This intriguing cameo is a rare example of an overtly erotic subject attributable to the Miseroni, the most prestigious family of hardstone carvers around 1600. The sleeping nude's pose and anatomy immediately recall the chalcedony Venus and Cupid in a shell attributed to Giovanni Ambrogio Miseroni, which was sold in these rooms on 6 July 2011 as lot 6. Stylistically, however, the cameo finds a closer comparison in the work of Giovanni Ambrogio's brother, Ottavio, who led the branch of the family workshop at Rudolf II's court in Prague. Compare, in particular, the broad facial type, summarily carved hands, and heavy limbs in Ottavio's chalcedony statuette of Mary Magdalene in the Kunsthistorisches Museum (inv. no. 1723). While the explicit rendering of the woman's pubis in the present cameo does not seem to appear in other surviving Miseroni works, it is by no means unique in 16th-century hardstone carving; see a shell cameo with Jupiter, Venus and Cupid in the Museo degli Argenti, Florence (Gennaioli, op. cit., p. 198, no. 109). The possibility that the present cameo could have formed part of Rudolf II's Kunstkammer is tantalising.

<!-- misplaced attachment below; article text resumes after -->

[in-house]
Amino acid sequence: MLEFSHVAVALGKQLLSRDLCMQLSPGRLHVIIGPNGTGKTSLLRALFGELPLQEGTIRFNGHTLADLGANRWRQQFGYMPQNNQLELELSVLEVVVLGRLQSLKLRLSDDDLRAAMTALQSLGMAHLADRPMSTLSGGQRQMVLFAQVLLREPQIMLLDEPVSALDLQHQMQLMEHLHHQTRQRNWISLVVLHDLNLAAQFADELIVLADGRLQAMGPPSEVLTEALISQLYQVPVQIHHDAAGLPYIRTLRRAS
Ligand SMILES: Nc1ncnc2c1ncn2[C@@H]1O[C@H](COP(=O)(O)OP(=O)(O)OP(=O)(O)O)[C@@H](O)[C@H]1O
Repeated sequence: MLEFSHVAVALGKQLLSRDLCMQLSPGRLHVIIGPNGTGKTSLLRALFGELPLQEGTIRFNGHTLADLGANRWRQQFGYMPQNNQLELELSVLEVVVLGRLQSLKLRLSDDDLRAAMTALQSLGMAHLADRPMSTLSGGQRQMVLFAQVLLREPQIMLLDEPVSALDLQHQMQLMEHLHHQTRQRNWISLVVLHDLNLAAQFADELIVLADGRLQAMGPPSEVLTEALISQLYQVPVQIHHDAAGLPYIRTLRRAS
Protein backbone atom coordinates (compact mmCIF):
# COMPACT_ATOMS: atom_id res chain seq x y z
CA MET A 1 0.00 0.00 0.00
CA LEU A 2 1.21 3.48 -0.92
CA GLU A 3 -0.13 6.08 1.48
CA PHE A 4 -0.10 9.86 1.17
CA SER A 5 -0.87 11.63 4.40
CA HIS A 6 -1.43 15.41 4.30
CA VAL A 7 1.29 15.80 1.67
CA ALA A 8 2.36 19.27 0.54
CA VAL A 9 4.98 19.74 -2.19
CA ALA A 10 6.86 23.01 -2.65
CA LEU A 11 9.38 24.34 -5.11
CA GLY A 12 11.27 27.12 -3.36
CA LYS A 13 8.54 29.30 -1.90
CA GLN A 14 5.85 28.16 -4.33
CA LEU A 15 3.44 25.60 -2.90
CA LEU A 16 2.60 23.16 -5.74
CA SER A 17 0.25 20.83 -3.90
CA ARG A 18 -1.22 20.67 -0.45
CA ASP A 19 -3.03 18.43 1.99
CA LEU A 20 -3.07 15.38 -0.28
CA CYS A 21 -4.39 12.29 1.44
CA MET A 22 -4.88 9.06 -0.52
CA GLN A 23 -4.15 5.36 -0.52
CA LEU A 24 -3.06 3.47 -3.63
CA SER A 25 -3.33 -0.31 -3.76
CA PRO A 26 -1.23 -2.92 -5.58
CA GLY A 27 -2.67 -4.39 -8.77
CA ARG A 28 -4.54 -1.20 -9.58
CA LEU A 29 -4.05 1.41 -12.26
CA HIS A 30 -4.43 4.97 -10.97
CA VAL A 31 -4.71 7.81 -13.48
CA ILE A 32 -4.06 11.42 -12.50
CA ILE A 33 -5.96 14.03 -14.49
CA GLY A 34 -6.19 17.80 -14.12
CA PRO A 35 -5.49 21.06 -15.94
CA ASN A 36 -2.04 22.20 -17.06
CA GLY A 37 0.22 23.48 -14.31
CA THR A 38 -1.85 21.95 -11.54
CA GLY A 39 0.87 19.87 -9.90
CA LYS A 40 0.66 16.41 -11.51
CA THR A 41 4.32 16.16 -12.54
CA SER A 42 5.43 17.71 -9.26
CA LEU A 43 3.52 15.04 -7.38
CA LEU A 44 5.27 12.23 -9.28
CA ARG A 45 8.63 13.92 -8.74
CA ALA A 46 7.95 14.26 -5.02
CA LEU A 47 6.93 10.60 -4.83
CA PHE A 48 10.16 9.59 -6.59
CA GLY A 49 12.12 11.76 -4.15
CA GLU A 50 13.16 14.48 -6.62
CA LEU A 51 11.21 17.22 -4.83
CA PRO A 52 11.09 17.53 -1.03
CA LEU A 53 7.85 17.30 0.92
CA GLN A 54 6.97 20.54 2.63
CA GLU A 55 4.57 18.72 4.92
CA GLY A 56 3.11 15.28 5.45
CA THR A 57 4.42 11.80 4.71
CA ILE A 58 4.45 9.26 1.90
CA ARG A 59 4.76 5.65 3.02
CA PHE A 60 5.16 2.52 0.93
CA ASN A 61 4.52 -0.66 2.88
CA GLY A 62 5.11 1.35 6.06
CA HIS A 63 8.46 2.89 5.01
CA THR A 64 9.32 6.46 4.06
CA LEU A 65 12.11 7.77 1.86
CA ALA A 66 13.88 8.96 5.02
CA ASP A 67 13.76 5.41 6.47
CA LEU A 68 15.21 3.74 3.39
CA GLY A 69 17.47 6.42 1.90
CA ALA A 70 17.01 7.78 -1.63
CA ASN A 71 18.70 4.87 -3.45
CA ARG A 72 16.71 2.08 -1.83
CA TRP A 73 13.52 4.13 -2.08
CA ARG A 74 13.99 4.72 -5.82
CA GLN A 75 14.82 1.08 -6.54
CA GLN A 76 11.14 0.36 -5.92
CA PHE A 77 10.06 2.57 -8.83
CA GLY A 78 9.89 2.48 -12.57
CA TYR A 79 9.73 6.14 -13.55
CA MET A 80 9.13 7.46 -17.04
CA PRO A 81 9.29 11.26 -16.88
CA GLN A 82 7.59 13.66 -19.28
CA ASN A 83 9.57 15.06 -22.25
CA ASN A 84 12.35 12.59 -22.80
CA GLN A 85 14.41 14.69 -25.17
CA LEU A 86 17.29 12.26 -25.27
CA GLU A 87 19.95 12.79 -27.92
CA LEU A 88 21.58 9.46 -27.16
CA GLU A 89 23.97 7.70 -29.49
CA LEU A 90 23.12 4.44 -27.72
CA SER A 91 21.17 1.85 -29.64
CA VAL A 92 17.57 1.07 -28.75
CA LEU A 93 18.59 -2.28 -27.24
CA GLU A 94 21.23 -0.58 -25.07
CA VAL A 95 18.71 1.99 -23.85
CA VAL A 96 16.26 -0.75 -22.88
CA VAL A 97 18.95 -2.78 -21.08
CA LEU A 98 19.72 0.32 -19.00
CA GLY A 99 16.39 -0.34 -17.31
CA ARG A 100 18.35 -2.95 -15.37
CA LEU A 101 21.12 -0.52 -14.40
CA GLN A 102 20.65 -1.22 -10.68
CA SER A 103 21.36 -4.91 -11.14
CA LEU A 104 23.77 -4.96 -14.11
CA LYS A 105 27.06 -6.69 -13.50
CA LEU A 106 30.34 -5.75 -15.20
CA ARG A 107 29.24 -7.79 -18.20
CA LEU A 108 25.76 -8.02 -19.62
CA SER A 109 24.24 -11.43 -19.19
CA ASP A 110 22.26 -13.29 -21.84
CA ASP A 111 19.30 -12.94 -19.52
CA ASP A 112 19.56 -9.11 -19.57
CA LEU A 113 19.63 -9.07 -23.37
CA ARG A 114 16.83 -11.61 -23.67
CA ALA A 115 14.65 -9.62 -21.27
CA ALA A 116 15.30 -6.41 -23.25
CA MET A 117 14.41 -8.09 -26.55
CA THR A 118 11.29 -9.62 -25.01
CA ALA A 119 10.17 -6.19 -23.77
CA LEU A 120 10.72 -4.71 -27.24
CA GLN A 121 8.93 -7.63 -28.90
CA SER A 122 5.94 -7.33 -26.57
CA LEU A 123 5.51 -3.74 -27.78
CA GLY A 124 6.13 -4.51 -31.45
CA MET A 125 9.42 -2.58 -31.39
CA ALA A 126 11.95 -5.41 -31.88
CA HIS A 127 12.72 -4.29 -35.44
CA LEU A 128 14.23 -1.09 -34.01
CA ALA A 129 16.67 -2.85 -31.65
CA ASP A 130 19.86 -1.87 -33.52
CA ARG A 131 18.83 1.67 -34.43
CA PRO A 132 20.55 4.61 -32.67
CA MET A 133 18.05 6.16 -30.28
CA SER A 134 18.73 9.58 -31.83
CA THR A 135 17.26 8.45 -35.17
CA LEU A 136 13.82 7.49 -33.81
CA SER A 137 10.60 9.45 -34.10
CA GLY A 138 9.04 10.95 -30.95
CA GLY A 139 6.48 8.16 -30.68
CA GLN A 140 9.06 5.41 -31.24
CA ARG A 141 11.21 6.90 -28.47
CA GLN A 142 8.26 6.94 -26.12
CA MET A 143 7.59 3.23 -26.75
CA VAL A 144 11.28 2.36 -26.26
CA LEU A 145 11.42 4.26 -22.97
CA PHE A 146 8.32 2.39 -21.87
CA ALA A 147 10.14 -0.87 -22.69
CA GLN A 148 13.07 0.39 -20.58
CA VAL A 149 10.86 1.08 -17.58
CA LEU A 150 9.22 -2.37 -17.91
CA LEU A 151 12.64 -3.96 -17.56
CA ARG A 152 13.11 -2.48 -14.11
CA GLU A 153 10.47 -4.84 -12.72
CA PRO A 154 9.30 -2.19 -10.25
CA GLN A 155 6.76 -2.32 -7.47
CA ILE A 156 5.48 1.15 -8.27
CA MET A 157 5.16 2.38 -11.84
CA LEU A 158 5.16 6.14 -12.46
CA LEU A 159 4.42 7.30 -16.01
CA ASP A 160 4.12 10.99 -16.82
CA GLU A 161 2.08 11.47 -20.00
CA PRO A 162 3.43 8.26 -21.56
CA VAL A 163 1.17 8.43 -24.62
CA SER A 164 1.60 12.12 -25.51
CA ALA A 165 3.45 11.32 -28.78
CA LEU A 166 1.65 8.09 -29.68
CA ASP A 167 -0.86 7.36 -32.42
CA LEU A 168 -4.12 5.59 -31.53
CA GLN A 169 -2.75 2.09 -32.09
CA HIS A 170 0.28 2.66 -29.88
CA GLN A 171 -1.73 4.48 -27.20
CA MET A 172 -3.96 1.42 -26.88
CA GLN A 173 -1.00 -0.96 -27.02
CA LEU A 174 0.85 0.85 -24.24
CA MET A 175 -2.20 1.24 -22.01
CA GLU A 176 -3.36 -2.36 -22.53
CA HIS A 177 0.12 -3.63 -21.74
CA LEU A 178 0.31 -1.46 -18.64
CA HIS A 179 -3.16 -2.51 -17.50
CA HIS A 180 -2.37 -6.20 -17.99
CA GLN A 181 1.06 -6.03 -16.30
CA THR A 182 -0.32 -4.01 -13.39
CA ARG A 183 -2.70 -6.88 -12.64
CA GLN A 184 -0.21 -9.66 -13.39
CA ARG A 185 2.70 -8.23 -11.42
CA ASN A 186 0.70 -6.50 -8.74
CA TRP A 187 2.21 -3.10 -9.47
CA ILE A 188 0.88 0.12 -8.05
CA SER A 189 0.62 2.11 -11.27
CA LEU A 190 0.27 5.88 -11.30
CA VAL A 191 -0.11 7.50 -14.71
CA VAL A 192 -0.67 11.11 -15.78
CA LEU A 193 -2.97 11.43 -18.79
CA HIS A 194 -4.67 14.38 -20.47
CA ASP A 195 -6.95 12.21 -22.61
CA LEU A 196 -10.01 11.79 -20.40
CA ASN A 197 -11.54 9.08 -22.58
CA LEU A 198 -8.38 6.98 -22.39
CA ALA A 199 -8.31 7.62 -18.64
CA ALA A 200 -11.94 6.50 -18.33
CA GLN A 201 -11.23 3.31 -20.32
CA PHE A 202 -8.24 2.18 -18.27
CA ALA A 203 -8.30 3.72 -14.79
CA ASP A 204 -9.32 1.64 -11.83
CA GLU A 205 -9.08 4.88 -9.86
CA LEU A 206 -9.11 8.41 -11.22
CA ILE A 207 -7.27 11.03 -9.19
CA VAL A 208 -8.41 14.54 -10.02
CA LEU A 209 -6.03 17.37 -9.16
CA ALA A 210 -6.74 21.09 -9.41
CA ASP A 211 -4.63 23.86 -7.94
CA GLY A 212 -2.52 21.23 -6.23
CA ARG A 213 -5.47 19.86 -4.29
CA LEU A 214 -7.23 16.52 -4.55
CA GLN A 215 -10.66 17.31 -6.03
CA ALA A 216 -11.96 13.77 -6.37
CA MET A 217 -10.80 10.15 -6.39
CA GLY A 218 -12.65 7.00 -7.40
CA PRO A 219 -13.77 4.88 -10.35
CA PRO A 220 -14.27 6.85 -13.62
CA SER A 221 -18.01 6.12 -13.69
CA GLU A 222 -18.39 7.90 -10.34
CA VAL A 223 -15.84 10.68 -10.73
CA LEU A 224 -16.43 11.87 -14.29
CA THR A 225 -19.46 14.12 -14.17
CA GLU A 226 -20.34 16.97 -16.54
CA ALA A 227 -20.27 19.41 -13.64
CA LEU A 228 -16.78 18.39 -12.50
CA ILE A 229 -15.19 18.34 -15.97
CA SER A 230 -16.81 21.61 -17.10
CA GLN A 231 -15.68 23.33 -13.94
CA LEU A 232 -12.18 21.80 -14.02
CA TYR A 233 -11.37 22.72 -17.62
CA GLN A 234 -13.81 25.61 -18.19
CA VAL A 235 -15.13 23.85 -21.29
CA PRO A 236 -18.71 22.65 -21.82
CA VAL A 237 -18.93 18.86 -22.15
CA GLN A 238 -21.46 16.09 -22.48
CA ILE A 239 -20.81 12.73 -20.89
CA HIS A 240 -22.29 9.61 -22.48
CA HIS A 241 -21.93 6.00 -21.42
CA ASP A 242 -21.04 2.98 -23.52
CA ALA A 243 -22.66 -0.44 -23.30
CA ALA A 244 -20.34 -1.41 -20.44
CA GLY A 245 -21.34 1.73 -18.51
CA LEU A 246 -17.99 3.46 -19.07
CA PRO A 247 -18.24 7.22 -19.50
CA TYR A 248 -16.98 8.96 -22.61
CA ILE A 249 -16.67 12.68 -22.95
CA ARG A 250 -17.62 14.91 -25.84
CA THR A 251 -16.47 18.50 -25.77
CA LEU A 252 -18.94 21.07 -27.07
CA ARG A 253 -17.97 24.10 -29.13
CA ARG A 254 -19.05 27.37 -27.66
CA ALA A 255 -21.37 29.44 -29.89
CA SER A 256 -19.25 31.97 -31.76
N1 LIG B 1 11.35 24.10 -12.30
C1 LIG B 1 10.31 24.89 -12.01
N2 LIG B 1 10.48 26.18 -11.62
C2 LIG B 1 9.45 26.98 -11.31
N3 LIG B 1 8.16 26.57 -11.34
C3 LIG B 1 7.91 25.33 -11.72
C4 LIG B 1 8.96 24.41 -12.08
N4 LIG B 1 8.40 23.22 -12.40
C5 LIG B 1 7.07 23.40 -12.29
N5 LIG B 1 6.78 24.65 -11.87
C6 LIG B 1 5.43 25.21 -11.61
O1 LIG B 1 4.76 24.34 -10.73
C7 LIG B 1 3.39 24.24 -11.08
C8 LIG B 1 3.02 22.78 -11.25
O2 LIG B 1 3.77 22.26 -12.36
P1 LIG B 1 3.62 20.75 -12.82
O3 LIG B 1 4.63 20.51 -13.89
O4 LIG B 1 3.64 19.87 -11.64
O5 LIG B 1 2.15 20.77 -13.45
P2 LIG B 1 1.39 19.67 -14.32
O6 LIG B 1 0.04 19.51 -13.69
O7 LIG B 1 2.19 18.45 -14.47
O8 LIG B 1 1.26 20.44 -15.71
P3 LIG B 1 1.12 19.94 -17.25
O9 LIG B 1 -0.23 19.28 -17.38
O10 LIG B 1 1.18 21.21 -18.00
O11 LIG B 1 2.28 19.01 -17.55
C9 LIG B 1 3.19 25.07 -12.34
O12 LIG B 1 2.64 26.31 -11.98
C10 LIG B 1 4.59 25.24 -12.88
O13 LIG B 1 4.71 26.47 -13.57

R. Distelberger, Die Kunst des Steinschnitts: Prunkgefässe, Kameen und Commessi aus der Kunstkammer, exh. cat. Kunsthistorisches Museum, Vienna, 2002, pp. 261-262, no. 145; R. Gennaioli, Le gemme dei Medici al Museo degli Argenti, Cammei e Intagli nelle collezioni di Palazzo Pitti, Florence, 2007, pp. 188 and 198; P. Rainer, Splendour & Power: Imperial Treasures from Vienna, exh. cat. The Fitzwilliam Museum, Cambridge, 2011, pp. 60-73